What documentation is required to import grain of U.S. origin into Canada?
Depending on the crop type being imported, its origin and its intended end use there may be phytosanitary import requirements (i.e., a phytosanitary certificate, an import permit, certificate of origin, or other document required). Canadian phytosanitary regulations affecting wheat, rye, barley, oats and triticale are contained in Directive D-99-01. Draft regulations for corn, feed grains, oilseeds and other commodities are contained in draft Directive D-12-05, and are currently being reviewed by the government, public and affected parties. If this directive were to be adopted in current form, it would expand the requirements of importers of grains, oilseed and other commodities to possibly include more cleaning prior to importation, additional phytosanitary certificates, or import licensing for certain commodities. This directive is expected to be finalized in 2014 and become effective on the date prescribed by Canadian Food Inspection Agency (CFIA).
The CFIA’s import requirements are outlined in its Automated Import Reference System (AIRS) and can be found at the following link:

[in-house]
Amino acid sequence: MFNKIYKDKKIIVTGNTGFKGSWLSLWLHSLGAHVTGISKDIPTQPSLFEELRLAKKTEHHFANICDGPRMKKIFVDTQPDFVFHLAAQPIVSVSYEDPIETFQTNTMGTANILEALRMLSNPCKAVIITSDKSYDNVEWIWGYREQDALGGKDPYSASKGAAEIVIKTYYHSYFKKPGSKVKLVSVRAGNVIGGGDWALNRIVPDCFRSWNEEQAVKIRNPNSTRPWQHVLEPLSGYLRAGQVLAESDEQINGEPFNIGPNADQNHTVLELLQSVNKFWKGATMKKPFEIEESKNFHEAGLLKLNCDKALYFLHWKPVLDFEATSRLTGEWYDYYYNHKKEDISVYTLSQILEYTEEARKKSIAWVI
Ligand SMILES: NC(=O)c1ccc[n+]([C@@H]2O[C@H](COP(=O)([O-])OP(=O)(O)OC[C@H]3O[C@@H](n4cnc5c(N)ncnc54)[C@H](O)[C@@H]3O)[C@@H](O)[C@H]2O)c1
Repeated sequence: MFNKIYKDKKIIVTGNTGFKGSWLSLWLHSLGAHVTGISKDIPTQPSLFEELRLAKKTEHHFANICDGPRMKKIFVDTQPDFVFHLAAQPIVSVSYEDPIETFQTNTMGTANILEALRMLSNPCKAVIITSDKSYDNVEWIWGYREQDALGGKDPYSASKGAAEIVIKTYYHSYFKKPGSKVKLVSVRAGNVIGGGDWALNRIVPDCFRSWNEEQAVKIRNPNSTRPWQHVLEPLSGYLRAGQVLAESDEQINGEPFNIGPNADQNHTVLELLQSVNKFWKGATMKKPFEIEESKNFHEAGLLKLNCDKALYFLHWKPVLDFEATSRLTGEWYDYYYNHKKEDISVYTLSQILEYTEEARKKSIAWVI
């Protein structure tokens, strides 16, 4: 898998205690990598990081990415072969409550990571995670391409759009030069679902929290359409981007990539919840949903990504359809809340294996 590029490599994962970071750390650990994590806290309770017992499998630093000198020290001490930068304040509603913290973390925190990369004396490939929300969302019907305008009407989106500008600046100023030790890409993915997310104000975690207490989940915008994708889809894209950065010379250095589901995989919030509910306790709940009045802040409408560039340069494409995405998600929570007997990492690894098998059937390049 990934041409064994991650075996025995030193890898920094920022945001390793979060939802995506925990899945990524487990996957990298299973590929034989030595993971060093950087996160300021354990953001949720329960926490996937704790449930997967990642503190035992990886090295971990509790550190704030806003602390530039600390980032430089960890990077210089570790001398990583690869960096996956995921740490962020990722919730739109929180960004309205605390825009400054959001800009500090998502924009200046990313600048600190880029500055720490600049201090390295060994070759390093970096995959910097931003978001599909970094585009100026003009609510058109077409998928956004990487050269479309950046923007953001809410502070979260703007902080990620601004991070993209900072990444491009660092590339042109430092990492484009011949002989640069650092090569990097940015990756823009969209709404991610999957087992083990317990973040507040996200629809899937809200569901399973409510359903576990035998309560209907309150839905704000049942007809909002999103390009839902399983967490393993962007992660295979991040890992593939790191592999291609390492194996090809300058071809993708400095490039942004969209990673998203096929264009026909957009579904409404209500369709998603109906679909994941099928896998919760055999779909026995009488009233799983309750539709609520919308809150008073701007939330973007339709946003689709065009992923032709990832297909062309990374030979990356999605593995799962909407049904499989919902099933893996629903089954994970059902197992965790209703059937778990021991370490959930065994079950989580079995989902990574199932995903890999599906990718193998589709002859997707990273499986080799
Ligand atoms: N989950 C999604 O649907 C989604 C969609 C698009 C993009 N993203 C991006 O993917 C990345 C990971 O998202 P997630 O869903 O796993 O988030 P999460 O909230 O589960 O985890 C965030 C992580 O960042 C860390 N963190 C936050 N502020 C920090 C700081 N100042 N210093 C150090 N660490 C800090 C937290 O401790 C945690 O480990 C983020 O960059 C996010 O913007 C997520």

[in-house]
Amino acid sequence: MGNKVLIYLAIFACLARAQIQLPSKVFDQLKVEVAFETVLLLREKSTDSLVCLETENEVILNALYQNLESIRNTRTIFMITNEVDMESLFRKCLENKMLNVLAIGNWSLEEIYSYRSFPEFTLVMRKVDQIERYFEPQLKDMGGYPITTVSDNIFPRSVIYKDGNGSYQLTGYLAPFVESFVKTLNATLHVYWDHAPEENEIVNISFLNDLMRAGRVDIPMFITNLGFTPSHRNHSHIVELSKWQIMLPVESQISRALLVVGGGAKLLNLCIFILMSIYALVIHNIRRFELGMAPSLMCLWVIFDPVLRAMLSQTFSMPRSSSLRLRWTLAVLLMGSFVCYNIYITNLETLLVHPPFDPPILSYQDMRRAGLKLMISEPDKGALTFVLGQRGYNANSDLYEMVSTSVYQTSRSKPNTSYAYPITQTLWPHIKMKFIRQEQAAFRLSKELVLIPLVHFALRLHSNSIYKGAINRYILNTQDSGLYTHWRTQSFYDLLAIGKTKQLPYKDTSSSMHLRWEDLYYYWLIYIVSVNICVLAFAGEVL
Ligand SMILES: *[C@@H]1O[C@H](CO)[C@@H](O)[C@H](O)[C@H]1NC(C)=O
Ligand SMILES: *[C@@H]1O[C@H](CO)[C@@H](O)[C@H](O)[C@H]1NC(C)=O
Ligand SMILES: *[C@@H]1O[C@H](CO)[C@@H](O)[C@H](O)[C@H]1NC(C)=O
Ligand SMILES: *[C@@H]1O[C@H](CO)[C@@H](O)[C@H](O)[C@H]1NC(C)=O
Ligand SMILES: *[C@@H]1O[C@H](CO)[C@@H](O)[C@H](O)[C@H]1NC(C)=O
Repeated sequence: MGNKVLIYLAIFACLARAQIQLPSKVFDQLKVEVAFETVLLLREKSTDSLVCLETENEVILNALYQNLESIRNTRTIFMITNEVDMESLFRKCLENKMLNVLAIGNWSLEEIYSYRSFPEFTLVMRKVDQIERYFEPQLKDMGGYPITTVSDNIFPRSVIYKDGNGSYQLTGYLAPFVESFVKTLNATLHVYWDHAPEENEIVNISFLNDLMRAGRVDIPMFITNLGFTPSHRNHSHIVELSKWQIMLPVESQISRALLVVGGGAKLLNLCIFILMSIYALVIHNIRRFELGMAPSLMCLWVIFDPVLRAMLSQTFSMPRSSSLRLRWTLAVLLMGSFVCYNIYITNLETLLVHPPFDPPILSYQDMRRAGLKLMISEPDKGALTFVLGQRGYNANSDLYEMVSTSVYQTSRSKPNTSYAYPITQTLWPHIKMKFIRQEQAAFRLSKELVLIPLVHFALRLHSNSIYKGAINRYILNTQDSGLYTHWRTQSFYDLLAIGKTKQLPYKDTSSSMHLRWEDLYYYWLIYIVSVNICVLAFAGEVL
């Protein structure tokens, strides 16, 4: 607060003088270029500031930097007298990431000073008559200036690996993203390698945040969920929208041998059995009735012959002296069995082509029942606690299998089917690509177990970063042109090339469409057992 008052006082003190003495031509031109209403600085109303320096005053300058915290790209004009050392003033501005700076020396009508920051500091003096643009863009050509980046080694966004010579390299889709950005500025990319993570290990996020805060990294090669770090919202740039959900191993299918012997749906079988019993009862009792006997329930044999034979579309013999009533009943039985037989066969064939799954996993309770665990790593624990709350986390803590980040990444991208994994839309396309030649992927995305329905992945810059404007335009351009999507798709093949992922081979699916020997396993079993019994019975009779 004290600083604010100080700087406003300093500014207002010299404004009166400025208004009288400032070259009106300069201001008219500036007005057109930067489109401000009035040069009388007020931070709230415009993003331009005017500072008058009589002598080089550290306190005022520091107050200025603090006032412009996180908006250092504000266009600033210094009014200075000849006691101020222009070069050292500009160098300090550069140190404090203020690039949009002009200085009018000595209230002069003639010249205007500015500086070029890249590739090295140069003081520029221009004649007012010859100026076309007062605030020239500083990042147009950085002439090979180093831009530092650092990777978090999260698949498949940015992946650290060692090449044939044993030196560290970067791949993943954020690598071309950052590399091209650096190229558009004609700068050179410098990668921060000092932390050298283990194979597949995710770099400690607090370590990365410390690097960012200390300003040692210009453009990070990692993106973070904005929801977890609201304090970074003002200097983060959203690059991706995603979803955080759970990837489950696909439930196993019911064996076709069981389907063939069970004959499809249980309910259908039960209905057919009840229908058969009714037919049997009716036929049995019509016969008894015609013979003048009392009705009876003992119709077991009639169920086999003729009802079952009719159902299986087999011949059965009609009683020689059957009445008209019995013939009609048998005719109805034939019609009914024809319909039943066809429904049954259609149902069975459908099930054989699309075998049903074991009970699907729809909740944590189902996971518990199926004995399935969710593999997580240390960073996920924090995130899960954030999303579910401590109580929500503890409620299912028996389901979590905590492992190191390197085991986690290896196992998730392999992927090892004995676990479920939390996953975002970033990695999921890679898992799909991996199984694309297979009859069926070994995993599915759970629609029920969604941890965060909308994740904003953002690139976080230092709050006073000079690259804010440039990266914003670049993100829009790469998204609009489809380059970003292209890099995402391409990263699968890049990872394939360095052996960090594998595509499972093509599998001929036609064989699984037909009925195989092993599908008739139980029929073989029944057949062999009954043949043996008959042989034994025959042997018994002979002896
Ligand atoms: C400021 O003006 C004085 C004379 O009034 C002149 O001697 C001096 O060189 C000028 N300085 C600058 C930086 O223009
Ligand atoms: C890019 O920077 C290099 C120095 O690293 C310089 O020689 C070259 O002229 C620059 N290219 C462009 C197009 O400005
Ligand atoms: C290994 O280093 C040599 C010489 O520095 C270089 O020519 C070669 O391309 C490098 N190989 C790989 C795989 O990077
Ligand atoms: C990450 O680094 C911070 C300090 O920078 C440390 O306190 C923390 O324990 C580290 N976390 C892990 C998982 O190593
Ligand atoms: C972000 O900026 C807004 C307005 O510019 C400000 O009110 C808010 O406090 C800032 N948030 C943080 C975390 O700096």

This system provides all importers and brokers with an outline of all the documents (i.e., phytosanitary certificates, import permits, certificates of origin, etc.) that may be required. AIRS is a searchable database where importers and brokers can use the Harmonized System (HS) code or the name of a commodity (common or botanical) to determine what the documentation requirements are specific to the origin, destination and end use of the material in Canada. The Canadian Food Inspection Agency (CFIA) is Canada’s national plant protection organization and is responsible to protect Canada’s plant resource base and issue phytosanitary certificates. The CFIA regulates the importation of any grain under the Plant Protection Act and Regulations and specific parts of the Seeds Act and Regulations.
All grain import requirements must be met prior to or at the time of importation and any shipment could be subject to inspection, sampling or testing
The CFIA has developed an import primer document titled “Importing plants and plant products: what you need to know” and it provides a general overview of what is required to bring any plant product, including grain or seed into Canada. The weblink for this document is http://www.inspection.gc.ca/plants/plant-protection/imports/primer/eng/1324568450671/1324569734910